OP-ED: How Trump’s false claims inspired Georgia’s voting law
If elections have consequences, as the cliche goes, then so do lies. Both kinds of consequences were on display last week in Georgia.
On the same night that former President Donald Trump was on Fox News minimizing the Jan. 6 attack on the Capitol, Georgia Gov. Brian Kemp signed a law restricting voting rights in the state. Think of it as the legislative response to Trump’s false claim that rampant voter fraud denied him a victory in Georgia.
With his comments — among other observations, he said that the Jan. 6 mob was “zero threat” to the police or Congress — Trump was attempting to create an alibi for those who came to Washington because he told them the election was stolen and marched on the Capitol in his name. The work of federal law enforcement, building the case against the rioters, will now be fed into the Trumpist grievance grinder. How long before the attack itself is deemed yet another “hoax”?
No matter that one police officer died following his violent encounter with protesters, or that two others took their own lives shortly thereafter, or that countless others were injured, or that more than 400 people have been charged in connection to, yes, an insurrection designed to prevent the certification of Joe Biden’s victory. Who are you going to believe — Trump or your own lying eyes?
Georgia’s new election law, meanwhile, represents a sad 180-degree turn by Kemp — the same man who, despite enormous pressure from Trump, stood his ground on the integrity of Georgia’s November election. That brief bravery placed a bull's-eye on Kemp’s back. Not only has Trump targeted him for defeat next year, the former president has already endorsed a challenger to Secretary of State Brad Raffensperger, who also stood up to Trump’s (possibly illegal) intimidation tactics.
Kemp signed a law that removes much of the election oversight from local counties and the secretary of state — giving much authority to the state legislature. If there is a replay of 2020’s close election in 2024, the legislature could very well disenfranchise Georgia voters, who may well cast a majority of their ballots to the Democrats. The test run will be in 2022, when not only is Kemp up for reelection but so is new Democratic U.S. Sen. Raphael Warnock.
The legislation also includes language limiting the number of drop boxes for absentee ballots. They now can be placed only at early-voting locations and be open only during business hours. So the drop box where Kemp himself voted in November is no more.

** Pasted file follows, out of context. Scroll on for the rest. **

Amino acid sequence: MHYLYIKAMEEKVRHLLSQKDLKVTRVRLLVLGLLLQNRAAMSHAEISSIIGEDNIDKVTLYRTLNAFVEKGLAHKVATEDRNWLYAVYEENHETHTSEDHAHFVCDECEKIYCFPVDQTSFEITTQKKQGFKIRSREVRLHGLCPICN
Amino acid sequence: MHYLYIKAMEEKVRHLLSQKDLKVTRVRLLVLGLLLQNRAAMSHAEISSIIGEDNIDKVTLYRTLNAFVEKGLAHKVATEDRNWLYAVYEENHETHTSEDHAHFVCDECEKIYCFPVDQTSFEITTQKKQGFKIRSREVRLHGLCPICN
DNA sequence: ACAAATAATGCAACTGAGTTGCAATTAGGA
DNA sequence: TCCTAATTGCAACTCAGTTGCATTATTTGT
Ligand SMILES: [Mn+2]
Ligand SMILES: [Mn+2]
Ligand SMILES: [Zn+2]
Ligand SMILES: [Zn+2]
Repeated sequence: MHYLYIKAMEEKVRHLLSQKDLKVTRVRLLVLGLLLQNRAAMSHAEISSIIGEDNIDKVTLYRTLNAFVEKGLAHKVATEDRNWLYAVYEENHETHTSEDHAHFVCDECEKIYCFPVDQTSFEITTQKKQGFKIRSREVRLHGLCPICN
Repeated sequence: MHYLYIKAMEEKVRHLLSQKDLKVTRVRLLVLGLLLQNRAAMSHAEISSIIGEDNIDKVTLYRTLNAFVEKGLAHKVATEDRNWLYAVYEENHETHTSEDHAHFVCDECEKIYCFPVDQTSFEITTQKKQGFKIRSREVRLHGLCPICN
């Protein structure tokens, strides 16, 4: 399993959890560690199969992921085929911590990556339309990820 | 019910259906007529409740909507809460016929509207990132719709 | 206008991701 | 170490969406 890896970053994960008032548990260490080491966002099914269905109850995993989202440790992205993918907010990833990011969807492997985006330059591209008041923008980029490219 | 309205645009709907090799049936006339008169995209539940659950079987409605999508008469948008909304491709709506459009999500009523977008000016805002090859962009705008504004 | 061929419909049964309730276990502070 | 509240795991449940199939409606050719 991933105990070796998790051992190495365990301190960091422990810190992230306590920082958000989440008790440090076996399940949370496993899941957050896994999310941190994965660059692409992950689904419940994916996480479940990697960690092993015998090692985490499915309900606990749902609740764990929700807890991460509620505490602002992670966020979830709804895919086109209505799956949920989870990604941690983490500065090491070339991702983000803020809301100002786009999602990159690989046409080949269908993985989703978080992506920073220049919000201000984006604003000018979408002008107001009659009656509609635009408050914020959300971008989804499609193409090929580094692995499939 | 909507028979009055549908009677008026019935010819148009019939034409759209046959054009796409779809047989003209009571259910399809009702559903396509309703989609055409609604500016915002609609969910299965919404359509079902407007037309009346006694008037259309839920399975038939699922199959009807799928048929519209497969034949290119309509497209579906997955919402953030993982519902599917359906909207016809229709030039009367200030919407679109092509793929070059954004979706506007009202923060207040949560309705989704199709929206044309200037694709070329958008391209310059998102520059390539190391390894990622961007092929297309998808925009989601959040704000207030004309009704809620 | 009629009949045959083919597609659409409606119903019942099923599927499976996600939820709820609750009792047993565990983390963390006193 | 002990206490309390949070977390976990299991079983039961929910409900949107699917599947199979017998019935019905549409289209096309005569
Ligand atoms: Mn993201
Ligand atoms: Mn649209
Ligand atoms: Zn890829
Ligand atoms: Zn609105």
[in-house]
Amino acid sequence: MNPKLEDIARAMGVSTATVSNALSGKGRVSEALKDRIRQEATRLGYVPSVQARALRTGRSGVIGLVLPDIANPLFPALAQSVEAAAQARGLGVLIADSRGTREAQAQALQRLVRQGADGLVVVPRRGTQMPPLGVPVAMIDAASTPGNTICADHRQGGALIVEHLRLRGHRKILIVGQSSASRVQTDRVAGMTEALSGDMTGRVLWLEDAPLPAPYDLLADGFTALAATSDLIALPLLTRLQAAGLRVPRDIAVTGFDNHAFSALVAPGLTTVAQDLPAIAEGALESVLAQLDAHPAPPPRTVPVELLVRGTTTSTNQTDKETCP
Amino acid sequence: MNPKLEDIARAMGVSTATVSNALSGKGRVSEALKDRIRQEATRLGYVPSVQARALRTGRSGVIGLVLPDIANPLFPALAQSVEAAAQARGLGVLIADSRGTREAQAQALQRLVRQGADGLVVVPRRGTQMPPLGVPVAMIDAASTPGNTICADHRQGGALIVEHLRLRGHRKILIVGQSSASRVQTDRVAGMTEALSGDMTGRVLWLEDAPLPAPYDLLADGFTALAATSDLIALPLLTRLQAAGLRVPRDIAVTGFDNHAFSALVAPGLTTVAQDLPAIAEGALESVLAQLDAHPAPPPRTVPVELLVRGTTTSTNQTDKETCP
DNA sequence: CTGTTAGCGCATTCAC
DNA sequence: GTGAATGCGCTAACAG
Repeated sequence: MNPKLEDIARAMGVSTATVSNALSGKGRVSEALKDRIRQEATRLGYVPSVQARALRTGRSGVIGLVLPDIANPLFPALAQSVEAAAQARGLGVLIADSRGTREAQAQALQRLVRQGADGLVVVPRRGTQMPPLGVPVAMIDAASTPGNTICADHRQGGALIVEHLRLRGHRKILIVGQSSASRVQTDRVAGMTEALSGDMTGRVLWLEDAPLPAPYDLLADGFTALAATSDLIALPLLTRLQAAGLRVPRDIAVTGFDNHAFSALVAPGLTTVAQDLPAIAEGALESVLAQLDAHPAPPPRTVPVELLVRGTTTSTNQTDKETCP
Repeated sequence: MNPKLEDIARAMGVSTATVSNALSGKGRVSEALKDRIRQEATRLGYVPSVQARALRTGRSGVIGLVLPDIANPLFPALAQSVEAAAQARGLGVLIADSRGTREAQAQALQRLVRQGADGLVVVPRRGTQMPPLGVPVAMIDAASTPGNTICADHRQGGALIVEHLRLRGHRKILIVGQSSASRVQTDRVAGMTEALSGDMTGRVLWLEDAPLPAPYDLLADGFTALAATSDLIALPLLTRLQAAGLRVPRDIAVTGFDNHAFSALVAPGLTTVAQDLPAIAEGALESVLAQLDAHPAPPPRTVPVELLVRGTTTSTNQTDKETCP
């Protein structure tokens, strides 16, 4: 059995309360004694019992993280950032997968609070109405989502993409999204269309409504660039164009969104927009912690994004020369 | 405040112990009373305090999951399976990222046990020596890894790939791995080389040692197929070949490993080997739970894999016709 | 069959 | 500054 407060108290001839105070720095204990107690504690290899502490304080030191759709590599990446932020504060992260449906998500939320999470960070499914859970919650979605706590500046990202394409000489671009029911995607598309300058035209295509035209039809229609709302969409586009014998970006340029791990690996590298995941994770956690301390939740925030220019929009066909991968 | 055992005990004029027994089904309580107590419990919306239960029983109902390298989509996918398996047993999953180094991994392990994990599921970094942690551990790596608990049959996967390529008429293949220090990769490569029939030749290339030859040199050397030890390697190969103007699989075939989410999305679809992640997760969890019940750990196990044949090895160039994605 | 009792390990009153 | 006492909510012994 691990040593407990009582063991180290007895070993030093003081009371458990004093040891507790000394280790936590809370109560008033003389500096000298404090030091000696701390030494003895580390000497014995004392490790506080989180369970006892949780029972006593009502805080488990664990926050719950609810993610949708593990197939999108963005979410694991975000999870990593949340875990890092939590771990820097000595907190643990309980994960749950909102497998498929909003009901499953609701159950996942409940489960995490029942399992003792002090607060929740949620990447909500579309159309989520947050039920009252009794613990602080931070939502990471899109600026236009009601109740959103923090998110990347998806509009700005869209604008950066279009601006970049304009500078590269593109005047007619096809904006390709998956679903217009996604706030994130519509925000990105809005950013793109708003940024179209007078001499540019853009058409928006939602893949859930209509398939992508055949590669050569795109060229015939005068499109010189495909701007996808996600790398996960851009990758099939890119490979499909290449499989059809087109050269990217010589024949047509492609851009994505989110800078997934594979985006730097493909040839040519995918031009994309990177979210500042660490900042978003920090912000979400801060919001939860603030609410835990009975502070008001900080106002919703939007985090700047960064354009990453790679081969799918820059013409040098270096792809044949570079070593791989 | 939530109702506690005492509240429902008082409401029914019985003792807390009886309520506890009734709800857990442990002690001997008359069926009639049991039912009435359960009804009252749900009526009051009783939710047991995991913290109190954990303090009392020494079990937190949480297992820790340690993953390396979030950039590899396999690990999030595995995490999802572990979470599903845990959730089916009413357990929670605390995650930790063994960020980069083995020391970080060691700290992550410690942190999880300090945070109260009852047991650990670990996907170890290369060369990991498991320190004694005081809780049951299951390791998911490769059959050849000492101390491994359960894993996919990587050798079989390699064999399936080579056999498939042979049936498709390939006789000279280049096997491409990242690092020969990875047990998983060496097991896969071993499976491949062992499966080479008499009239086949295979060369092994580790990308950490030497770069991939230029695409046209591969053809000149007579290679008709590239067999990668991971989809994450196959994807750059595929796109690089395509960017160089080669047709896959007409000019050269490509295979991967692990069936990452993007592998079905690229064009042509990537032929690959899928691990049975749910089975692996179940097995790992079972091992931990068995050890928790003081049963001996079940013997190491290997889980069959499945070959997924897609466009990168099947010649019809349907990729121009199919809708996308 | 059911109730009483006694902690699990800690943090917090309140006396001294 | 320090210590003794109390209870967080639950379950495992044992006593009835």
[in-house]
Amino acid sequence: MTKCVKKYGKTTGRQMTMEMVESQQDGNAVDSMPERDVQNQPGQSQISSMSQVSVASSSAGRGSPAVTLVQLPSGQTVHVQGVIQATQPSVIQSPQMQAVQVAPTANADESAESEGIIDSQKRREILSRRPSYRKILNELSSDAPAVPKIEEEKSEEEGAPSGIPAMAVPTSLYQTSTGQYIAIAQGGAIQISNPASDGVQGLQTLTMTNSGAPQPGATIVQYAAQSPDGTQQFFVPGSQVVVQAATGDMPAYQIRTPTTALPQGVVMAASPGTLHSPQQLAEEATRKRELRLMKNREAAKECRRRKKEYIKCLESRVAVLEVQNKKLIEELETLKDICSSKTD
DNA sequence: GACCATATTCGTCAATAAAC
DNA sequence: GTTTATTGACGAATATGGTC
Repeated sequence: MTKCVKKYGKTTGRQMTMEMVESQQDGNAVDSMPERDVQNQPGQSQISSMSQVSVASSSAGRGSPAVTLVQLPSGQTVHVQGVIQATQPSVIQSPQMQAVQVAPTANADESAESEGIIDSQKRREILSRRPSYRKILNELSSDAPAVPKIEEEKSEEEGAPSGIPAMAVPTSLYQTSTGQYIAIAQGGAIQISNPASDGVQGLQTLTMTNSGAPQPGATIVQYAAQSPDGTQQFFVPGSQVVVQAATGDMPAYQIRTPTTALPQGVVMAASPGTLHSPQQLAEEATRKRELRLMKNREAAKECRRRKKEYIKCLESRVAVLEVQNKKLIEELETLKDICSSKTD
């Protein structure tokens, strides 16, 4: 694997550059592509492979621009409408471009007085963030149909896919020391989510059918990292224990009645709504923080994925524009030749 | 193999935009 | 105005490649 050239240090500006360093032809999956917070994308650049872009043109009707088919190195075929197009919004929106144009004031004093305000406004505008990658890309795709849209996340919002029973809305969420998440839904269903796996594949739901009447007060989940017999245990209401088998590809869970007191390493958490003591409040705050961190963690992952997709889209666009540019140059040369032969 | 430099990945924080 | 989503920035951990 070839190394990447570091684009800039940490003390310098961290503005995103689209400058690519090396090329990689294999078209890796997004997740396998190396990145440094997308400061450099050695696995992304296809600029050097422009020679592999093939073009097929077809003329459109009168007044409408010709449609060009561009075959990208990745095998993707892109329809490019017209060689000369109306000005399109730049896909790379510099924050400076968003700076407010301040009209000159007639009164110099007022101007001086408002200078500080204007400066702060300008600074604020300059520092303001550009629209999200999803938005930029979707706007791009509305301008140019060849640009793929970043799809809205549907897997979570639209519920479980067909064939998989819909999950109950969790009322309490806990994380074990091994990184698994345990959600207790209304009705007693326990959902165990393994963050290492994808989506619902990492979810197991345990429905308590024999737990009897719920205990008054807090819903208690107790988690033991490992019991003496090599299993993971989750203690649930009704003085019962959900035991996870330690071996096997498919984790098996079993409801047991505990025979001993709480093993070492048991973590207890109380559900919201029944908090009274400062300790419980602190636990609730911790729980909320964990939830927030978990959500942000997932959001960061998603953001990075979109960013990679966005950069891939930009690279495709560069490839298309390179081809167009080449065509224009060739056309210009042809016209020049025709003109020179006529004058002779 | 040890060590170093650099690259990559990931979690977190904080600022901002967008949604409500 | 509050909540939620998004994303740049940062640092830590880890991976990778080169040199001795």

True, Georgia Republicans were shamed into removing a suggested ban on Sunday voting efforts, which was apparently deemed too much of a blatant assault on Black “Souls to the Polls” voter-turnout efforts. They did, however, manage to make it a crime to give food or water to someone waiting to vote — an equally overt attempt at Black voter suppression.
There are fewer polling locations in predominantly Black neighborhoods in Georgia than in white ones. As a result, lines are consistently longer in Black neighborhoods. That was true in Atlanta in the primary and the general election. Add in language that reduces the number of early voting days and the net result is clear: a system designed to wear down Black voters.
If some Good Samaritan gives bottled water away, they have now committed a crime. While self-service water stations can be set up, how many will be needed if the line stretches around the corner? Think a voter will come to a polling place sufficiently well-hydrated for an endurance test? More likely, especially if it’s hot, a hungry or tired voter will give up and head home.
For Georgia Republicans, that counts as mission accomplished. Or rather, vote suppressed.
So far, Trump’s false claim about a stolen election has produced an insurrection at the U.S. Capitol and inspired an attempt at vote suppression in Georgia. (And similar legislation is being introduced in other states.) Republicans, with “evidence” largely arising from Trump’s conspiratorial mind, say that the electoral system can no longer be trusted. Voters need to ask themselves whether, when it comes to protecting their rights, the Republican Party can be trusted.
— Robert A. George writes editorials on education and other policy issues for Bloomberg Opinion. He was previously a member of the editorial boards of the New York Daily News and New York Post.